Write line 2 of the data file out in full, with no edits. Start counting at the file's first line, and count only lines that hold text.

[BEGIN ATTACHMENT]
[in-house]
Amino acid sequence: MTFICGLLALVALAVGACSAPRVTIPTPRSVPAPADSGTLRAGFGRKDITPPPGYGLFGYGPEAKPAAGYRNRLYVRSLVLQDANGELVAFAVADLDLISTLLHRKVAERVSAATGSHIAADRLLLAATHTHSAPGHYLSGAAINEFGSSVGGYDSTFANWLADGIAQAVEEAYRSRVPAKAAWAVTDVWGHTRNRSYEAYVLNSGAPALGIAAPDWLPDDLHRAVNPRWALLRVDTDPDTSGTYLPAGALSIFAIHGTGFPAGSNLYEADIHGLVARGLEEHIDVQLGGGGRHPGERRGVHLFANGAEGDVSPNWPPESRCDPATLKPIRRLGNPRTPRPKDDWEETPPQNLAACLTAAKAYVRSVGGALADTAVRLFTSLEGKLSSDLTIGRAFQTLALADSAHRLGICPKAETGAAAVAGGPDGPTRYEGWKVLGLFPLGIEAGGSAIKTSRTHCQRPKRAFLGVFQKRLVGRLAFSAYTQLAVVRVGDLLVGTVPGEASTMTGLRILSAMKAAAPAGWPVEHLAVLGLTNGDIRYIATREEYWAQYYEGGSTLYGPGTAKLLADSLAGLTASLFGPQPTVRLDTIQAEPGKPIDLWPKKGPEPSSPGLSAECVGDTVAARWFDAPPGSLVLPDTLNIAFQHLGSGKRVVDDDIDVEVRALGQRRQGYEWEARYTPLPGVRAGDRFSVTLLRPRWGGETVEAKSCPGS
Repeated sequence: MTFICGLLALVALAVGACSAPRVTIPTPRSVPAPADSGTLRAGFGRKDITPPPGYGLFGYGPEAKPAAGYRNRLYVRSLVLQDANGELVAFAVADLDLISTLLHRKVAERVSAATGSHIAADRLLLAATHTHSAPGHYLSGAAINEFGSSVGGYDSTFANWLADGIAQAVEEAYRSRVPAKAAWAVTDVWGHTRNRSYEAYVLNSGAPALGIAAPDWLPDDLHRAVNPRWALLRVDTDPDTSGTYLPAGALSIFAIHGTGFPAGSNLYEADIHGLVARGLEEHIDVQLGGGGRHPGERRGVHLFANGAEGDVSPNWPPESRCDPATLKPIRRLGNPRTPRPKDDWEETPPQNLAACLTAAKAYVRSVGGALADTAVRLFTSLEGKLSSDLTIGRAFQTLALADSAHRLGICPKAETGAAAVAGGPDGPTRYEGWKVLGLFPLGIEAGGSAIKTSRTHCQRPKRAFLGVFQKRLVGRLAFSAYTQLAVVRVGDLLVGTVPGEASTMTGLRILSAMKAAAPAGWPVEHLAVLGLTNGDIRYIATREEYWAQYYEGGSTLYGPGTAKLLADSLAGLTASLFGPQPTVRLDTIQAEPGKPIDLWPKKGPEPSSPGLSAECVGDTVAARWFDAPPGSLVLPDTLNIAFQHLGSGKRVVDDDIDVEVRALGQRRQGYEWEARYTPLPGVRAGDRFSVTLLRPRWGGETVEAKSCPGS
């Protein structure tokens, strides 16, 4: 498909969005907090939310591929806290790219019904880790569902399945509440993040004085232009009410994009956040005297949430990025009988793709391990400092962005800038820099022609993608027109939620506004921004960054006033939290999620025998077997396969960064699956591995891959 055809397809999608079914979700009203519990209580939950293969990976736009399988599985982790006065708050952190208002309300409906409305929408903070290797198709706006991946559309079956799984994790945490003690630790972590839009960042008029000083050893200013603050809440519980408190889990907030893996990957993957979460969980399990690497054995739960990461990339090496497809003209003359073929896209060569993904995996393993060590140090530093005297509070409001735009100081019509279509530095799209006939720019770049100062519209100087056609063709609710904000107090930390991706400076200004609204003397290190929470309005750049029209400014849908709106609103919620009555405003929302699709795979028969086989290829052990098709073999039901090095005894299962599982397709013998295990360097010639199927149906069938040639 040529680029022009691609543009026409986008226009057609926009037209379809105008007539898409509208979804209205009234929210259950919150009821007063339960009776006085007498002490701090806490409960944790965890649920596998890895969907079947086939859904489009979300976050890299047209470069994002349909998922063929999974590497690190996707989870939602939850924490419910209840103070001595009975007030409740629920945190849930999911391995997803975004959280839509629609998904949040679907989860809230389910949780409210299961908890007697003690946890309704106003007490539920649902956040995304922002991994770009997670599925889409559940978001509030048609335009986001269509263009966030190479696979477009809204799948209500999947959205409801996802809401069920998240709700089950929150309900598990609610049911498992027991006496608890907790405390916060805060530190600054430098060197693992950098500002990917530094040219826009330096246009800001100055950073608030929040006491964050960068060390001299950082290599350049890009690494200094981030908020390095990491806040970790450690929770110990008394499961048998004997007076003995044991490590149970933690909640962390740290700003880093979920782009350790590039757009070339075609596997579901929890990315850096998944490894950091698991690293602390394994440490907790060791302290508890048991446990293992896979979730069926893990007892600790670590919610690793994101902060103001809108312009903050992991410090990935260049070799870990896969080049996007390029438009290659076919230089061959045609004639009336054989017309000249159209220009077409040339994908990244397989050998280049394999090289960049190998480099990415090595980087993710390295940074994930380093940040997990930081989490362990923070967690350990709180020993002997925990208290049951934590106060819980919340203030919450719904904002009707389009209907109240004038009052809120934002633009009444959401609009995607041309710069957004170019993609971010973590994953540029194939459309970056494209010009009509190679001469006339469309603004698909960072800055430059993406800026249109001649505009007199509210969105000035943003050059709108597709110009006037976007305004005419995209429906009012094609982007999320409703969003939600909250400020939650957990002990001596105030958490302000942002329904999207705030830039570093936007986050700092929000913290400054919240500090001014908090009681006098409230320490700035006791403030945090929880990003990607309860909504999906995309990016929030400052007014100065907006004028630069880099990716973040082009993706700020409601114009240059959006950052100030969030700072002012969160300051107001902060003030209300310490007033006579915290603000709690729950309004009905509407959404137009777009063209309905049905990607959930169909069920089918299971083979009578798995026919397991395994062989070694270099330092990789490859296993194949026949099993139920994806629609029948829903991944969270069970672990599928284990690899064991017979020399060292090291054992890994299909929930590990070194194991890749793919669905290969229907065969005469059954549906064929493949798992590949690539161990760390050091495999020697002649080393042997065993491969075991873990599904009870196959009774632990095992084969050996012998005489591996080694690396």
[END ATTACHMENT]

Amino acid sequence: MTFICGLLALVALAVGACSAPRVTIPTPRSVPAPADSGTLRAGFGRKDITPPPGYGLFGYGPEAKPAAGYRNRLYVRSLVLQDANGELVAFAVADLDLISTLLHRKVAERVSAATGSHIAADRLLLAATHTHSAPGHYLSGAAINEFGSSVGGYDSTFANWLADGIAQAVEEAYRSRVPAKAAWAVTDVWGHTRNRSYEAYVLNSGAPALGIAAPDWLPDDLHRAVNPRWALLRVDTDPDTSGTYLPAGALSIFAIHGTGFPAGSNLYEADIHGLVARGLEEHIDVQLGGGGRHPGERRGVHLFANGAEGDVSPNWPPESRCDPATLKPIRRLGNPRTPRPKDDWEETPPQNLAACLTAAKAYVRSVGGALADTAVRLFTSLEGKLSSDLTIGRAFQTLALADSAHRLGICPKAETGAAAVAGGPDGPTRYEGWKVLGLFPLGIEAGGSAIKTSRTHCQRPKRAFLGVFQKRLVGRLAFSAYTQLAVVRVGDLLVGTVPGEASTMTGLRILSAMKAAAPAGWPVEHLAVLGLTNGDIRYIATREEYWAQYYEGGSTLYGPGTAKLLADSLAGLTASLFGPQPTVRLDTIQAEPGKPIDLWPKKGPEPSSPGLSAECVGDTVAARWFDAPPGSLVLPDTLNIAFQHLGSGKRVVDDDIDVEVRALGQRRQGYEWEARYTPLPGVRAGDRFSVTLLRPRWGGETVEAKSCPGS